Tri-Test is way cooler, but this one does not need C/S toggle! :icon_mrgreen:

 T.

* Edit: Hm, there's a problem :( Current is too small for the common speaker to make noises loud enough (and sufficient current would probably lower battery life too much).. Headphones could be used..
« Last Edit: August 03, 2011, 06:42:59 AM by Thomeeque »
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Paul Marossy

Re: Cable tester DIY
« Reply #13 on: August 03, 2011, 11:15:05 AM »
I built Craig Anderton's simple cable tester from his book called Do-It-Yourself Projects For Guitarists. It's kept me from pulling out my hair a few times.

The more complex one in the book will also test for intermittent shorts, which are the ones that REALLY drive me crazy.  :icon_mad:


vendettav

Re: Cable tester DIY
« Reply #14 on: August 03, 2011, 12:30:04 PM »
hmm seems like i'll be working on a vero for the tritest or what's it called?
wil lit be legal (and fine) to post it here?
check my music HERE

Shredtastic psycho metal!

Paul Marossy

Re: Cable tester DIY
« Reply #15 on: August 03, 2011, 01:07:48 PM »
hmm seems like i'll be working on a vero for the tritest or what's it called?
wil lit be legal (and fine) to post it here?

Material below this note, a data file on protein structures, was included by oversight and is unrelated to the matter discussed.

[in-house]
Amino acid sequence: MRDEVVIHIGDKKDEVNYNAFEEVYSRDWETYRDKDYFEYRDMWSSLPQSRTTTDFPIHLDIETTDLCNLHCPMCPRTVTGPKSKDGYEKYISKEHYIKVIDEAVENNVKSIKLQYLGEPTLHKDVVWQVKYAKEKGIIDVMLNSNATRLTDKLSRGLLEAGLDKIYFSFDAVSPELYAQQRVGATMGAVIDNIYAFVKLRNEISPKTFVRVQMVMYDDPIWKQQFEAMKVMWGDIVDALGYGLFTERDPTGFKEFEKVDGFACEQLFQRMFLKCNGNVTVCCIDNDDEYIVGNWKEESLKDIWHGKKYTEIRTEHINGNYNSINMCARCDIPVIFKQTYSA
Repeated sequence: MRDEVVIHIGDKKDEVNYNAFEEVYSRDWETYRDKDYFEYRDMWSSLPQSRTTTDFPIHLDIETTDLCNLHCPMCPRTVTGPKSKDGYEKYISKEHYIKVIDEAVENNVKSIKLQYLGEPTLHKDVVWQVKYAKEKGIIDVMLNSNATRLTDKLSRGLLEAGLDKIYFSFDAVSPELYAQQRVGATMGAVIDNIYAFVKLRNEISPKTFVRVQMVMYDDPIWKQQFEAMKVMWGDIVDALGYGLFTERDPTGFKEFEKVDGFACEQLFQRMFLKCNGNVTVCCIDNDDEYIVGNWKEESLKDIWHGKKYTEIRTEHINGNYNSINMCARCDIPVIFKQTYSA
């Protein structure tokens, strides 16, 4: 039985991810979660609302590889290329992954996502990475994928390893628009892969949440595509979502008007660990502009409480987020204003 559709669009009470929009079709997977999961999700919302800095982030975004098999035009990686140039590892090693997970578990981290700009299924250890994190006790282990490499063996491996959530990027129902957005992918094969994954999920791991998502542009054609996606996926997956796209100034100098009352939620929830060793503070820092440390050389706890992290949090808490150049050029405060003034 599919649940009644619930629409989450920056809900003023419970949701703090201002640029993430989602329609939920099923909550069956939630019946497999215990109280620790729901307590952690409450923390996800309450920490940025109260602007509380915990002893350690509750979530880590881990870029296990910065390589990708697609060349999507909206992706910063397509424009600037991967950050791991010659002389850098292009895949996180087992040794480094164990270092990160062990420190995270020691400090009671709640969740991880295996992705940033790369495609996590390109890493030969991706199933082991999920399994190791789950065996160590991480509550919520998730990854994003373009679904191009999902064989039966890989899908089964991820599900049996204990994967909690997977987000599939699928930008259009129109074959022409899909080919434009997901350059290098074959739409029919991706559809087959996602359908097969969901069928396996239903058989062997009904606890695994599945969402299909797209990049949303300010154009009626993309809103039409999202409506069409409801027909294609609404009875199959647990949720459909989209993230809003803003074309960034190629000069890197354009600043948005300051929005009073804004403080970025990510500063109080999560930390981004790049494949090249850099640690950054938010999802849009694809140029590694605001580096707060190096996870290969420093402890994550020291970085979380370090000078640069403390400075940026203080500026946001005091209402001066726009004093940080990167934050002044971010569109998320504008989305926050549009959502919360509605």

As long as you're not copying anything directly and posting it here, I think you'll be OK.

vendettav

Re: Cable tester DIY
« Reply #16 on: August 03, 2011, 02:51:18 PM »
ok. actually i'd like to know how it all works. if I put all that's there in a freshly drawn schematic by me which isn't like the one he has there, then put the ideas he gives about the scheme in other ways and finally introduce a vero layout and of course credit him. will that still include some sort of violation? (just asking)
check my music HERE

Shredtastic psycho metal!

Marcos Camara

Re: Cable tester DIY
« Reply #17 on: August 03, 2011, 03:15:48 PM »

nexekho

Re: Cable tester DIY
« Reply #18 on: August 03, 2011, 03:39:19 PM »
Could you go uber overboard with this and have some kind of very sensitive comparator and flip-flop that'll light an LED if the return power isn't quite right?  I guess different leads will have subtly different resistances, etc. especially longer ones, so no.
I made the transistor angry.

Thomeeque

Re: Cable tester DIY
« Reply #19 on: August 03, 2011, 03:39:55 PM »
Created by Brenno B.F. - Brazil

http://www.4shared.com/document/6sBEZAgI/Testador_de_cabos_de_audio_-_v.html

 It's maybe too complex for simple guitar cable (most of the complexity is there due to 3-wire cables support) and it does not have support for intermittents detection.. T.